Journal article

Comparison of different methods of nitrogen-vacancy layer formation in diamond for wide-field quantum microscopy

AJ Healey, A Stacey, BC Johnson, DA Broadway, T Teraji, DA Simpson, J-P Tetienne, LCL Hollenberg

Physical Review Materials | American Physical Society | Published : 2020

Abstract

Thin layers of near-surface nitrogen-vacancy (NV) defects in diamond substrates are the workhorse of NV-based wide-field magnetic microscopy, which has applications in physics, geology, and biology. Several methods exist to create such NV layers, which generally involve incorporating nitrogen atoms (N) and vacancies (V) into the diamond through growth and/or irradiation. While there have been detailed studies of individual methods, a direct side-by-side experimental comparison of the resulting magnetic sensitivities is still missing. Here we characterize, at room and cryogenic temperatures, ≈ 100−nm-thick NV layers fabricated via three different methods: (1) low-energy carbon irradiation of ..

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Grants

Awarded by Australian Research Council (ARC)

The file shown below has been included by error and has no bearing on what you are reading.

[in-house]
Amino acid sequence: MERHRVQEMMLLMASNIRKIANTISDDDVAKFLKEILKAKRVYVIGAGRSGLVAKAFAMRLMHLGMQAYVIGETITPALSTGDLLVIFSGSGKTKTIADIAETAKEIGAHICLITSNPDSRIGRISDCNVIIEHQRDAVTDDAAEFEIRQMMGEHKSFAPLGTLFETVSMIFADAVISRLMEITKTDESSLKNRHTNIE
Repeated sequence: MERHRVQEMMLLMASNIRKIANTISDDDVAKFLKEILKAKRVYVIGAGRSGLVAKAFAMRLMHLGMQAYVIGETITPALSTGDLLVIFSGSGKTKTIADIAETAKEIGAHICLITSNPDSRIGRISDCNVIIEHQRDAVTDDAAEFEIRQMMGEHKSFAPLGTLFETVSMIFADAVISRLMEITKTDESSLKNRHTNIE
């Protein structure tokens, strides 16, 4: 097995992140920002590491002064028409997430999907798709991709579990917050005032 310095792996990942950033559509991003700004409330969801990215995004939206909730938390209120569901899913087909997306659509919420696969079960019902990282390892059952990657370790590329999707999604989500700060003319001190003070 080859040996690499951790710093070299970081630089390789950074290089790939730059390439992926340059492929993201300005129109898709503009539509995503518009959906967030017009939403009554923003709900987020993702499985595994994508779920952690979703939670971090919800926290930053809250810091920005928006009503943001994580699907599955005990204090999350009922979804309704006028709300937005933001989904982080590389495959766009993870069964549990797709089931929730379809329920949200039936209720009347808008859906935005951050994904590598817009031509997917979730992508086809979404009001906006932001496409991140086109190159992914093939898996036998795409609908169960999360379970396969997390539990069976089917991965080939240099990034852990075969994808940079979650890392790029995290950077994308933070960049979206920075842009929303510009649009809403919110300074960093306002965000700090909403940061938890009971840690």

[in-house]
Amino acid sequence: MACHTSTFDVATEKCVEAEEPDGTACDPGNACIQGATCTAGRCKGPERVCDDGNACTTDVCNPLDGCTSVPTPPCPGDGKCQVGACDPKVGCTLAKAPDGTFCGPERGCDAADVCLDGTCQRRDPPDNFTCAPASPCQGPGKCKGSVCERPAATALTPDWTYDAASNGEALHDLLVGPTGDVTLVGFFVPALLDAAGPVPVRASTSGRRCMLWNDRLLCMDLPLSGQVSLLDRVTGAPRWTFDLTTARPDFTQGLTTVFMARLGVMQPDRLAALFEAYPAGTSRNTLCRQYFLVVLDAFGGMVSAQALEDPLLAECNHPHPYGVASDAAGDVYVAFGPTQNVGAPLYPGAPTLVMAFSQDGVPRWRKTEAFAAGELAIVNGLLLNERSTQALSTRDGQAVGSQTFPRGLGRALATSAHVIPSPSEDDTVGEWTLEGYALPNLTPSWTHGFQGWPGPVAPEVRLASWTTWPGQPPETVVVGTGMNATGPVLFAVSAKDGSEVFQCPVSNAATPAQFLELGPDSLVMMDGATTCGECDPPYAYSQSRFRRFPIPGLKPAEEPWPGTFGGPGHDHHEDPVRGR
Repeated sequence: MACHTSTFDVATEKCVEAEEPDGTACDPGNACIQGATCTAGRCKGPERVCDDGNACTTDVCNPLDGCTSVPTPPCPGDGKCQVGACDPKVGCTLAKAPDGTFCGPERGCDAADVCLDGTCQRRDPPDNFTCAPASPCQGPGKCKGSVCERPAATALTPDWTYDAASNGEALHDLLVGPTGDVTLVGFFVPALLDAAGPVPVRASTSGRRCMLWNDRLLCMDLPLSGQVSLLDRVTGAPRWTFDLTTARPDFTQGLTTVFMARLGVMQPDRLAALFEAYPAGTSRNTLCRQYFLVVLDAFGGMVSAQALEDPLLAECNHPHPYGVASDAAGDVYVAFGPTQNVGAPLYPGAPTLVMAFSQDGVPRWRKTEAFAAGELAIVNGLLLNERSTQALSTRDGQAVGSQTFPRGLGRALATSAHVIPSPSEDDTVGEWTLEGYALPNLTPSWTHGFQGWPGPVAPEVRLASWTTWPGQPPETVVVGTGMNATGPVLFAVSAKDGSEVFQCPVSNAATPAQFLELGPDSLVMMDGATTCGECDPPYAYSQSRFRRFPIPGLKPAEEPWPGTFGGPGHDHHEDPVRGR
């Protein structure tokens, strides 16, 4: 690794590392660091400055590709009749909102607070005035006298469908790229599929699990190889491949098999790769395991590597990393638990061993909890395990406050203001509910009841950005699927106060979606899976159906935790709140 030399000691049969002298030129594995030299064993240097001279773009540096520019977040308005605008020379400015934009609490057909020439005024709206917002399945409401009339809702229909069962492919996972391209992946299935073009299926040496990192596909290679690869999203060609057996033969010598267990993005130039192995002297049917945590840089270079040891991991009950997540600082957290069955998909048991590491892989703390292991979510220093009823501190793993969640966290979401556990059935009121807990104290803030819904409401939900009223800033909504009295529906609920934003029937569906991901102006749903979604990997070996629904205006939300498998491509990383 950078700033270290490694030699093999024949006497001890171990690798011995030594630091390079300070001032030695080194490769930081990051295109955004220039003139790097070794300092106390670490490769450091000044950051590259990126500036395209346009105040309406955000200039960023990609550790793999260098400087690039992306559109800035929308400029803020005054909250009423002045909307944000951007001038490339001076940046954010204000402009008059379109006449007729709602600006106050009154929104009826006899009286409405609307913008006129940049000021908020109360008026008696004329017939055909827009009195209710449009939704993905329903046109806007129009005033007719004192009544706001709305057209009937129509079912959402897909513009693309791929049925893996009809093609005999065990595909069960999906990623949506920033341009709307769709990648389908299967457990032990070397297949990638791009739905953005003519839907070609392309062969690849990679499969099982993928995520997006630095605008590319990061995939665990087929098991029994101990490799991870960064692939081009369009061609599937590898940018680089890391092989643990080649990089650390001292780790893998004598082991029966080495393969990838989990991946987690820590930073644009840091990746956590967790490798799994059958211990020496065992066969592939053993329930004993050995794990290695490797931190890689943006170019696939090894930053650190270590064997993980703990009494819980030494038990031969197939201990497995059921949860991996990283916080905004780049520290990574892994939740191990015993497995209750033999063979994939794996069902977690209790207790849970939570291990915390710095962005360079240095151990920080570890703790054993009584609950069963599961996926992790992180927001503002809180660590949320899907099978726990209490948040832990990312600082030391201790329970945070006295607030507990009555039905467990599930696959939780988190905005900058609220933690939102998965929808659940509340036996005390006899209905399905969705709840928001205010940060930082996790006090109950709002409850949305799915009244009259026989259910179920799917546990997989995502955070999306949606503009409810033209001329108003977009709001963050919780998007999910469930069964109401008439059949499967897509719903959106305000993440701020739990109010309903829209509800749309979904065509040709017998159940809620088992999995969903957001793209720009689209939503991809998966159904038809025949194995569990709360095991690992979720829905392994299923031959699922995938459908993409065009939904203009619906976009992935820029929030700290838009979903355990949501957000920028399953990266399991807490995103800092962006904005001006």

Awarded by JSPS KAKENHI


Awarded by JST CREST


Awarded by MEXT Q-LEAP


Funding Acknowledgements

We acknowledge support from the Australian Research Council (ARC) through Grants No. DE170100129, No. DE190100336, No. LP160101515, No. CE170100012, No. LE180100037, and No. DP190101506. We also acknowledge the AFAiiR node of the NCRIS Heavy Ion Capability for access to ion-implantation facilities. This work was performed in part at the Melbourne Centre for Nanofabrication (MCN) in the Victorian Node of the Australian National Fabrication Facility (ANFF). A.J.H. and D.A.B. are supported by an Australian Government Research Training Program Schol-arship. T.T. acknowledges the support of JSPS KAKENHI (Grants No. 20H02187 and No. 19H02617), JST CREST (Grant No. JPMJCR1773), and MEXT Q-LEAP (Grant No. JPMXS0118068379).